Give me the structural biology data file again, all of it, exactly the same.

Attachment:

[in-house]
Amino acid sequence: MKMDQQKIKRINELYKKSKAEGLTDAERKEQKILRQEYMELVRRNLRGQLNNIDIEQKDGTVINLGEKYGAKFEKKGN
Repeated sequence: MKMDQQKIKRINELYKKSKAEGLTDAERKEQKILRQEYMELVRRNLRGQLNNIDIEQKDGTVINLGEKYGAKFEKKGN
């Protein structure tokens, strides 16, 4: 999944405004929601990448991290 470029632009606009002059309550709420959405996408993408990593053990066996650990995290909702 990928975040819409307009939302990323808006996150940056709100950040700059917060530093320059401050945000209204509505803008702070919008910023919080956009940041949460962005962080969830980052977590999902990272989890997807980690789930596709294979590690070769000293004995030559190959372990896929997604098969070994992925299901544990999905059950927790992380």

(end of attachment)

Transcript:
[in-house]
Amino acid sequence: MKMDQQKIKRINELYKKSKAEGLTDAERKEQKILRQEYMELVRRNLRGQLNNIDIEQKDGTVINLGEKYGAKFEKKGN
Repeated sequence: MKMDQQKIKRINELYKKSKAEGLTDAERKEQKILRQEYMELVRRNLRGQLNNIDIEQKDGTVINLGEKYGAKFEKKGN
């Protein structure tokens, strides 16, 4: 999944405004929601990448991290 470029632009606009002059309550709420959405996408993408990593053990066996650990995290909702 990928975040819409307009939302990323808006996150940056709100950040700059917060530093320059401050945000209204509505803008702070919008910023919080956009940041949460962005962080969830980052977590999902990272989890997807980690789930596709294979590690070769000293004995030559190959372990896929997604098969070994992925299901544990999905059950927790992380």